SchoolArts Magazine

MAR 2019

SchoolArts is a national art education magazine committed to promoting excellence, advocacy, and professional support for educators in the visual arts since 1901.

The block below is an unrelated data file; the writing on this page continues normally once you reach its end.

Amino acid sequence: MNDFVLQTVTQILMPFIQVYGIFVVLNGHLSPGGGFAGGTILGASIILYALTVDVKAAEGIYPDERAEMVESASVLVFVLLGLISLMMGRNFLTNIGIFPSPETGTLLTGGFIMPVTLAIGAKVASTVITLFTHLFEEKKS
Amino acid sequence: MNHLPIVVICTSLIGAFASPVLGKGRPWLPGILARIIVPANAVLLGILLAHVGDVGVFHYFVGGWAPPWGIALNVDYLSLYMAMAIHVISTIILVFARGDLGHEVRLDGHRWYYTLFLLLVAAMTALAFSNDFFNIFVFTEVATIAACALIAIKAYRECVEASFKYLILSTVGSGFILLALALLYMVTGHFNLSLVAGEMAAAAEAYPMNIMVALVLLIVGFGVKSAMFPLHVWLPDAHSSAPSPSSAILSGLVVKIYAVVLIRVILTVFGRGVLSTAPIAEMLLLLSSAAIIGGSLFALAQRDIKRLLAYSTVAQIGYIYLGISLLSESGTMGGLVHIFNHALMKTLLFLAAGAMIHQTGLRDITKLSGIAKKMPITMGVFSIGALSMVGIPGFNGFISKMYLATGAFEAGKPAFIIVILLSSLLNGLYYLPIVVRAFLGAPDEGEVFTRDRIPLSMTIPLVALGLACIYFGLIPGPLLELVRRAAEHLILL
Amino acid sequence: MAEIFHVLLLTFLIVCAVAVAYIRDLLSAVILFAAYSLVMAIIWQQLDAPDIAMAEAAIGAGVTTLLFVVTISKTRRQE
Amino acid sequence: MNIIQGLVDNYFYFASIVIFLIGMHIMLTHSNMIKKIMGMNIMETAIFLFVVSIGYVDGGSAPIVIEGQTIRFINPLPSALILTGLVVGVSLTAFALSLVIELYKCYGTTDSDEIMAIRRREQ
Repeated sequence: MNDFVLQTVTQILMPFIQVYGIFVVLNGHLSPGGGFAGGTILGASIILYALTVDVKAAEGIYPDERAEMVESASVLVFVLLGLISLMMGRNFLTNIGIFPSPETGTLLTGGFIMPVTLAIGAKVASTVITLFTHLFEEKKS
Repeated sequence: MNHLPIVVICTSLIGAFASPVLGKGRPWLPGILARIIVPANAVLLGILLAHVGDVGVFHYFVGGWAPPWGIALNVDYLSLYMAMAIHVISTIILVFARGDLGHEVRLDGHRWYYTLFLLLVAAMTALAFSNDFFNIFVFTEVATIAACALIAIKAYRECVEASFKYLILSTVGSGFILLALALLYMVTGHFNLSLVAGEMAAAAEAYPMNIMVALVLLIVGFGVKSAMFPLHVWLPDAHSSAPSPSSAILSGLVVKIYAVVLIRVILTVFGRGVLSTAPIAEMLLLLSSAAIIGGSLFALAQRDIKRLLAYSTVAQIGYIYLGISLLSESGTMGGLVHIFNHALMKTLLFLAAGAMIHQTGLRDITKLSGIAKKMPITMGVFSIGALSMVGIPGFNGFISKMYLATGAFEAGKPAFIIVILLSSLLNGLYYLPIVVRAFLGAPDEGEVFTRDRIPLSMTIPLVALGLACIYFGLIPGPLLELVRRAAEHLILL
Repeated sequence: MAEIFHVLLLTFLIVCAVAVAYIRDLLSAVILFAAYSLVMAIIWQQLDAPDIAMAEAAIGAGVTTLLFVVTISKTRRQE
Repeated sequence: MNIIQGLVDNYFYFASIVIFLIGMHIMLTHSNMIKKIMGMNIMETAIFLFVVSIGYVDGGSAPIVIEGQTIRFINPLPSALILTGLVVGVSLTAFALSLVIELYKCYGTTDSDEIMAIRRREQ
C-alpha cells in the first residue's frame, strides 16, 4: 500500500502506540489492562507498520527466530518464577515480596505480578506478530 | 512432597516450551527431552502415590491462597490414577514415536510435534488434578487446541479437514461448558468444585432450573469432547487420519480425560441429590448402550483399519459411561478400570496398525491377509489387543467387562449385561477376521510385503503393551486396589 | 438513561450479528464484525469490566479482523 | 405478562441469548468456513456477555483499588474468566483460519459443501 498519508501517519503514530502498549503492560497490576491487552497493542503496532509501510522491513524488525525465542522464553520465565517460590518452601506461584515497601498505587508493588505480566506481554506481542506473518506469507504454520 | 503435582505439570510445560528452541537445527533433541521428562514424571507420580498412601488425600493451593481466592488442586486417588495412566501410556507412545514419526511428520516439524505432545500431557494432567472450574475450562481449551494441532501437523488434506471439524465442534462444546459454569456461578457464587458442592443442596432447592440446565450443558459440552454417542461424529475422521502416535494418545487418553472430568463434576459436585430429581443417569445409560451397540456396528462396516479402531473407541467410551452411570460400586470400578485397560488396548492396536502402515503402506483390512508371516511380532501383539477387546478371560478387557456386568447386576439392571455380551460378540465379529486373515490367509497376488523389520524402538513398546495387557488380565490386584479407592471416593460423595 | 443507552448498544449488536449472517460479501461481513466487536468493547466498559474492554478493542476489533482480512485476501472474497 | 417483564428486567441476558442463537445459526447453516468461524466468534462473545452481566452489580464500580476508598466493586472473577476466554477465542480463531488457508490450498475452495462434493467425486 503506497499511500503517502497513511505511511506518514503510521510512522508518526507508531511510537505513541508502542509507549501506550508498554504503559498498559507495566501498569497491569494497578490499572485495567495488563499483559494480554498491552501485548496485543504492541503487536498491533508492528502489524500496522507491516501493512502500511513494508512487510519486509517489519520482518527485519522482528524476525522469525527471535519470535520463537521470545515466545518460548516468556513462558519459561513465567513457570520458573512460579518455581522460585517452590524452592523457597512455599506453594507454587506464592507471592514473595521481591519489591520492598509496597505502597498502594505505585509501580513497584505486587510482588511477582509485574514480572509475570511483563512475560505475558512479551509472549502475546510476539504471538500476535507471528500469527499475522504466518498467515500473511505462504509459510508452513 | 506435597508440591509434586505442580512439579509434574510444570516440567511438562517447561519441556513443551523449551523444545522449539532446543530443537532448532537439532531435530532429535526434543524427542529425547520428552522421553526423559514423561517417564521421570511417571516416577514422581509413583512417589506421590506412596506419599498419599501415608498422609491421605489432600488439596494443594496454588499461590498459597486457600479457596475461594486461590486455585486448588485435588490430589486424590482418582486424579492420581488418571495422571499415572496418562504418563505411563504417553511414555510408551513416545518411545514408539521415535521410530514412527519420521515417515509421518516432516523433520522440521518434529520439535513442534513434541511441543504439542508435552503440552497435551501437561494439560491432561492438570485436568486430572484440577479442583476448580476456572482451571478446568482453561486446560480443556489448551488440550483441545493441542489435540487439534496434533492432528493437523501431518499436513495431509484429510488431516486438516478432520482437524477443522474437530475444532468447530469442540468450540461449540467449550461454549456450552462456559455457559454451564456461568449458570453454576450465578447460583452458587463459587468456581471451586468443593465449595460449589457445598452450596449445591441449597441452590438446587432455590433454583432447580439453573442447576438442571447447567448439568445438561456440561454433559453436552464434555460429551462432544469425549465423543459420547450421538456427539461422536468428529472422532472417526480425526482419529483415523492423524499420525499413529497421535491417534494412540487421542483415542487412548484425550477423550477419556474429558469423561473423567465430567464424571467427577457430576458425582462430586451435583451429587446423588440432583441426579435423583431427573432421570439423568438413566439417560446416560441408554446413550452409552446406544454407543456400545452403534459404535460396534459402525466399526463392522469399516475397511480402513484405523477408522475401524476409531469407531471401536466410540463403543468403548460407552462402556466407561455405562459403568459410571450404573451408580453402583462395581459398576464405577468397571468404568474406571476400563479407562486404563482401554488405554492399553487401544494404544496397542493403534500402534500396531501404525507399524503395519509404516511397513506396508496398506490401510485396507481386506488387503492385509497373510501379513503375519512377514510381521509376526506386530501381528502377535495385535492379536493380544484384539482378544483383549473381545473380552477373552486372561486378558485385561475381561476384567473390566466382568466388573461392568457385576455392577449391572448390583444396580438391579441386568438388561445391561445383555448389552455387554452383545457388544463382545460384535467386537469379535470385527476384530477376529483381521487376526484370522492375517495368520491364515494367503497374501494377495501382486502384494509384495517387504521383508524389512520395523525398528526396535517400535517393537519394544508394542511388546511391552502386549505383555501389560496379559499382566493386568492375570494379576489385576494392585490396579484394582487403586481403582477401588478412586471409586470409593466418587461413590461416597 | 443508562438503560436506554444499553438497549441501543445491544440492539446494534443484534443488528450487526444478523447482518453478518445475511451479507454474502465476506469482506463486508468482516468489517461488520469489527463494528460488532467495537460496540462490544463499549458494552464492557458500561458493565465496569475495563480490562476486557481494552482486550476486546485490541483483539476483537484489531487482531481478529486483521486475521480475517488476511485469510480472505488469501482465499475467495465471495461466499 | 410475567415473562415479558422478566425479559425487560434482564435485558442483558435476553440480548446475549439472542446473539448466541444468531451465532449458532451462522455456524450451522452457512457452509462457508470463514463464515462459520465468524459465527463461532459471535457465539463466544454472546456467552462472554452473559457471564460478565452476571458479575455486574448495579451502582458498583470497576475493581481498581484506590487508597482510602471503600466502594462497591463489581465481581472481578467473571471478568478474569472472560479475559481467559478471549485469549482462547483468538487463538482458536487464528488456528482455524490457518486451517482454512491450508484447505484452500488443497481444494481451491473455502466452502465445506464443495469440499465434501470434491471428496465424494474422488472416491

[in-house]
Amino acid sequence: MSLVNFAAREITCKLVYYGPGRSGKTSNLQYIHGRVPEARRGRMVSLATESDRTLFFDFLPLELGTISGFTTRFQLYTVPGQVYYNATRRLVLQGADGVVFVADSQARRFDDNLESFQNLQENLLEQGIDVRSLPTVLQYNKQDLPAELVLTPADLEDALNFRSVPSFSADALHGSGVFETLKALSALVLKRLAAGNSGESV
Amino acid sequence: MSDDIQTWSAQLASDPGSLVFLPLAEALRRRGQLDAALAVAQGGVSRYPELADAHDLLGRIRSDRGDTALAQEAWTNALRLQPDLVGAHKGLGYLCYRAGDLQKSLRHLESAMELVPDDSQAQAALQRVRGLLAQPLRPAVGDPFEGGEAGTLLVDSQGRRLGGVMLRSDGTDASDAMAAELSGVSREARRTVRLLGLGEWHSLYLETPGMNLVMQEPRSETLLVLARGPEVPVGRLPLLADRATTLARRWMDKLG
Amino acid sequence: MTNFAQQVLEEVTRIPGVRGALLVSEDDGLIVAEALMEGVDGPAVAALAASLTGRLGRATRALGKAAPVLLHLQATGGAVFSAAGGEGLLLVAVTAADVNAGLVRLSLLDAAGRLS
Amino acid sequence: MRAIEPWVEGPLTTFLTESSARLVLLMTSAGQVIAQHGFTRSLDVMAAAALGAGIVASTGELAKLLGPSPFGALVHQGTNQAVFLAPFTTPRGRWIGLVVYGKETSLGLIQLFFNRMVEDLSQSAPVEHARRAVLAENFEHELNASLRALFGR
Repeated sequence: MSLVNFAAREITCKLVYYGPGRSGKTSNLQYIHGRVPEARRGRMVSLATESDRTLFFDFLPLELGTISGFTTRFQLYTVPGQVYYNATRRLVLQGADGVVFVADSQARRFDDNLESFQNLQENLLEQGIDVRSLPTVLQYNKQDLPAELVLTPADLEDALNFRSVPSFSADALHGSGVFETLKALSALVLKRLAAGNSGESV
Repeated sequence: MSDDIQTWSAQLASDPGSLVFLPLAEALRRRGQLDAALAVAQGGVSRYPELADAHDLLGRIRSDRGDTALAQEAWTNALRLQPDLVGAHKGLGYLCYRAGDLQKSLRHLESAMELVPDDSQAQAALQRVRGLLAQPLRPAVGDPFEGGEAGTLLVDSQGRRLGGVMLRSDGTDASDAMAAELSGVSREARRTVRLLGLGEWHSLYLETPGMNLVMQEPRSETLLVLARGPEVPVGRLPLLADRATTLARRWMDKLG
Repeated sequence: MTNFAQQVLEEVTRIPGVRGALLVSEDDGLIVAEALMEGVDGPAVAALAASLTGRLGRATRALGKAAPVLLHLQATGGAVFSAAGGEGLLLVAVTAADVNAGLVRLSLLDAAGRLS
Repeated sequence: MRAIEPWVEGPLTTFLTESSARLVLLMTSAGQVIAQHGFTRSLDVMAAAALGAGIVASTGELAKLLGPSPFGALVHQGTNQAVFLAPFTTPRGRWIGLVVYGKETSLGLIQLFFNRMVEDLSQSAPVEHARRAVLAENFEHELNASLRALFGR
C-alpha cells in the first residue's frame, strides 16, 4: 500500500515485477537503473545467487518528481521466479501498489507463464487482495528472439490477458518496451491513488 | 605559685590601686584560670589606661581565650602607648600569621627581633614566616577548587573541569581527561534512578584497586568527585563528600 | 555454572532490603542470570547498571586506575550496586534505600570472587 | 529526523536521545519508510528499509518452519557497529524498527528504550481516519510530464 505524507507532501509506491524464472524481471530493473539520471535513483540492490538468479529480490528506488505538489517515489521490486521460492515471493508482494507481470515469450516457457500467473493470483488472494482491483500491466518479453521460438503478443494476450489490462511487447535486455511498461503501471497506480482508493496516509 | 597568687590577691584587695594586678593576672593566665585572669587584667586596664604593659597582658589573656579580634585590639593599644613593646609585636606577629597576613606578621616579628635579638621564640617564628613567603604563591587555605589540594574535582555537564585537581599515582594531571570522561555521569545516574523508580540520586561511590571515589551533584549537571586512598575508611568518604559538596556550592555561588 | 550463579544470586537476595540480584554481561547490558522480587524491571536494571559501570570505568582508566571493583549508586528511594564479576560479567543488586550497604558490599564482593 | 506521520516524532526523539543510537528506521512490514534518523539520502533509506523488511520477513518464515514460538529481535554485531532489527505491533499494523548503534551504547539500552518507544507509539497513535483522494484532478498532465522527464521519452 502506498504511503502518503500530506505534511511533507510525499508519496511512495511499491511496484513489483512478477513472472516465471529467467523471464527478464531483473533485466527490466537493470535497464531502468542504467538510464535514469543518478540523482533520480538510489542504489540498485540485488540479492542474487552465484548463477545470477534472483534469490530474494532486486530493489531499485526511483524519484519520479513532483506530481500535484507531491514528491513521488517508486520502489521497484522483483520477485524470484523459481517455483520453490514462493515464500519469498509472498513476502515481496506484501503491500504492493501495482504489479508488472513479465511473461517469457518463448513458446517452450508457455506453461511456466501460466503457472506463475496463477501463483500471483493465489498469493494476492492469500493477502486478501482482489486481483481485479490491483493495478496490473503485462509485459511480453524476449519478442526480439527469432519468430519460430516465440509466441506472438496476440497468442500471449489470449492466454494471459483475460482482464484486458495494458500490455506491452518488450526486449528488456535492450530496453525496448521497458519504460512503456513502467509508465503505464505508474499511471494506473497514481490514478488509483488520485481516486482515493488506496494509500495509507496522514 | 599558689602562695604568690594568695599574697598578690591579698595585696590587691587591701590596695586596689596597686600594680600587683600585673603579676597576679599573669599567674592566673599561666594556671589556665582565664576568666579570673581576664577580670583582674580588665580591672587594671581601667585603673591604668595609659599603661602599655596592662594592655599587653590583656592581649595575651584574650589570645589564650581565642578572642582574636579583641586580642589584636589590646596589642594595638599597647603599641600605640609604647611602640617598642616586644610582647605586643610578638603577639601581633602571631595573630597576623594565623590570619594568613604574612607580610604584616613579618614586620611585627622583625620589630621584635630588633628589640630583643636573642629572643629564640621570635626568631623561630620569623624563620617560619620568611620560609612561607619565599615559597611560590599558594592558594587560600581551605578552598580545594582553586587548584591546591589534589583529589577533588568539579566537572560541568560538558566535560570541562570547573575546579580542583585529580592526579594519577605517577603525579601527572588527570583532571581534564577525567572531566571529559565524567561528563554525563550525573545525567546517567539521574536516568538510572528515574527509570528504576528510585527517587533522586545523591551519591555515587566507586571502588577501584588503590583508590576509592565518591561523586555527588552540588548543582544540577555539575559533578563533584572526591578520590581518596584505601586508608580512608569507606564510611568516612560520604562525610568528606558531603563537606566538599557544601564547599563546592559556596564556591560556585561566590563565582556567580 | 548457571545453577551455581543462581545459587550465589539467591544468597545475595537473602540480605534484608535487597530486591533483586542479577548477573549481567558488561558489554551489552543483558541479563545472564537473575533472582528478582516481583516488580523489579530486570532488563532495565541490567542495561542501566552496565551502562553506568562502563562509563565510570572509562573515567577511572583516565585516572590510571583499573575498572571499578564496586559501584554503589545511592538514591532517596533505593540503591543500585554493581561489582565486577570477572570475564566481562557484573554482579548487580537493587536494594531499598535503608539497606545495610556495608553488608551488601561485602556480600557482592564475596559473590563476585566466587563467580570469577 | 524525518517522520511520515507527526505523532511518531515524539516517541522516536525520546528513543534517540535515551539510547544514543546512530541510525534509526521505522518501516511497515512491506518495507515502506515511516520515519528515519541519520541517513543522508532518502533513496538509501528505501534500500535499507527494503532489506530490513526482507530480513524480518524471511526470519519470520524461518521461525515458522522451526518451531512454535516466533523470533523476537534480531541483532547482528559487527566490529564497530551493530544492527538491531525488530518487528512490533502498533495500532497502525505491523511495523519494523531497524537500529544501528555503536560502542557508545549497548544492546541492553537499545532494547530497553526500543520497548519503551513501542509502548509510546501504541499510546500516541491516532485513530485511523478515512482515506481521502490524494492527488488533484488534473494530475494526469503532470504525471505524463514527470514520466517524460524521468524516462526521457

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SCHOOLARTSMAGAZINE.COM 37 would be on display at school. A week before the exhibition, one of the owners of Pizza Brain, who would be hosting our show, came to visit. Students had the opportunity to work with real pizza dough and the quality ingredients that are used in their pizzas. At the end of that class period, everybody got to try Pizza Brain pizza—the real deal! Pizza Art Show On the day of our pizza art show, we celebrated in two ways. Students did a gallery walk through the hallway at school, where we visually enjoyed the slices that were hung there. Stu- dents who had work displayed at Pizza Brain received an invitation to the art opening and enjoyed pizza and ice cream with classmates and their families. It felt like a month-long pizza party at school! I found that pizza themes snuck into lots of other artwork that month: our clay table became a dough factory, students painted pepperoni on their paintings at the easels, and our second drawing and collage center churned out more paper pizza than you can imagine. Making pizza in art class was a fun way to celebrate everybody's favorite food. Sue Liedke is a teacher at the Settlement Music School in Philadelphia, Pennsylva- nia. susan.liedke @ N A T I O N A L S T A N D A R D Connecting: Relating artistic ideas and work with personal meaning and external context. W E B L I N K thick layer of decoupage glue to seal their plates in preparation for print- ing. When the plates were completely dry, we were ready to print. I intended for students to use brayers and block print ink, but because the printing plates were large, we found it difficult to spread the ink on the entire surface before it began to dry. Instead, we used sponge rollers with tempera and BioColor paints, which worked great and were much easier to clean. Human Printing Presses Instead of using a press, we used our tried-and-true pre-K method of jump- ing up and down to make each print. Working on the floor, we arranged the paper, printing plate (facedown on the paper), blotting paper, and finally, a clear plastic board on top. Students used their "strongest elephant feet" to make their print, stomping and jump- ing on the clear plastic board. I loved seeing students' faces when we took apart the stack of materials and they were able to pull the first print. It was definitely an aha moment for some of these chil - dren when they first realized exactly what we were making. Each plate was printed twice, once for each of the makers. Embellishment with Toppings After the pizza slices were printed, students embellished their pieces using gel crayons. As in most steps of this project, there were no rules aside from "Use your imagination!" Pizza slices were decorated with pre- tend toppings, faces, landscapes, and abstract geometric designs. Although student pairs who had been working together started with very similar prints, no two ended up the same. In our choice-based studio, I had about six to eight students working on this project each day. With daily art classes, we spent a week complet- ing each of the four phases (preparing the plates, sealing, printing, and deco- rating). As our art show approached, students completed their artwork and voted on which pieces should be on display at the pizza shop and which Instead of using a press, we used our tried-and-true pre-K method of jumping up and down to make each print.

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